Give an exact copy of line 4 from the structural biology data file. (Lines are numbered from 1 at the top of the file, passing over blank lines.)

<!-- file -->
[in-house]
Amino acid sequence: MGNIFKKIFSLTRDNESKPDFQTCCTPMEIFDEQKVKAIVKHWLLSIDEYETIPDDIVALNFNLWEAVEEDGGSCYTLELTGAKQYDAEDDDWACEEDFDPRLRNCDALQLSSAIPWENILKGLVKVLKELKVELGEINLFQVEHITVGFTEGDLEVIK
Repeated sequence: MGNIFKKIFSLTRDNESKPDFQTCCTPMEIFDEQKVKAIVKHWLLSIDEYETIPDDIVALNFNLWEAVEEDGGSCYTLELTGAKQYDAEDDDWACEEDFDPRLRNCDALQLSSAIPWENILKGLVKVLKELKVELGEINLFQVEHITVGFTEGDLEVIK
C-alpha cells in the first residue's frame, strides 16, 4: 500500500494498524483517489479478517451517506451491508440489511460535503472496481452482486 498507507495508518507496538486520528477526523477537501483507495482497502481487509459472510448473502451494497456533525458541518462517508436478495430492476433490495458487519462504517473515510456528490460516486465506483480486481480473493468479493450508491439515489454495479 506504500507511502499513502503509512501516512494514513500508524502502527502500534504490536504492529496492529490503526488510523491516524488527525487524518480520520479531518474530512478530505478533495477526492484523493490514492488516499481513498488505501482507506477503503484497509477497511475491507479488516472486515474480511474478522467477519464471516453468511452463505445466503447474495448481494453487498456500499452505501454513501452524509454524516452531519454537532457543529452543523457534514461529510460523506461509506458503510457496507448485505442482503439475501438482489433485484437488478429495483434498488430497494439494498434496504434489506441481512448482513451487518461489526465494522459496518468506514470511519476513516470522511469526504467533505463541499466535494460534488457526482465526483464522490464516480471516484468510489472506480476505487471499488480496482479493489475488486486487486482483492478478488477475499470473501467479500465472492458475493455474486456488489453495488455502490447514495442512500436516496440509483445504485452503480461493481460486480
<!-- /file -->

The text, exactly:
C-alpha cells in the first residue's frame, strides 16, 4: 500500500494498524483517489479478517451517506451491508440489511460535503472496481452482486 498507507495508518507496538486520528477526523477537501483507495482497502481487509459472510448473502451494497456533525458541518462517508436478495430492476433490495458487519462504517473515510456528490460516486465506483480486481480473493468479493450508491439515489454495479 506504500507511502499513502503509512501516512494514513500508524502502527502500534504490536504492529496492529490503526488510523491516524488527525487524518480520520479531518474530512478530505478533495477526492484523493490514492488516499481513498488505501482507506477503503484497509477497511475491507479488516472486515474480511474478522467477519464471516453468511452463505445466503447474495448481494453487498456500499452505501454513501452524509454524516452531519454537532457543529452543523457534514461529510460523506461509506458503510457496507448485505442482503439475501438482489433485484437488478429495483434498488430497494439494498434496504434489506441481512448482513451487518461489526465494522459496518468506514470511519476513516470522511469526504467533505463541499466535494460534488457526482465526483464522490464516480471516484468510489472506480476505487471499488480496482479493489475488486486487486482483492478478488477475499470473501467479500465472492458475493455474486456488489453495488455502490447514495442512500436516496440509483445504485452503480461493481460486480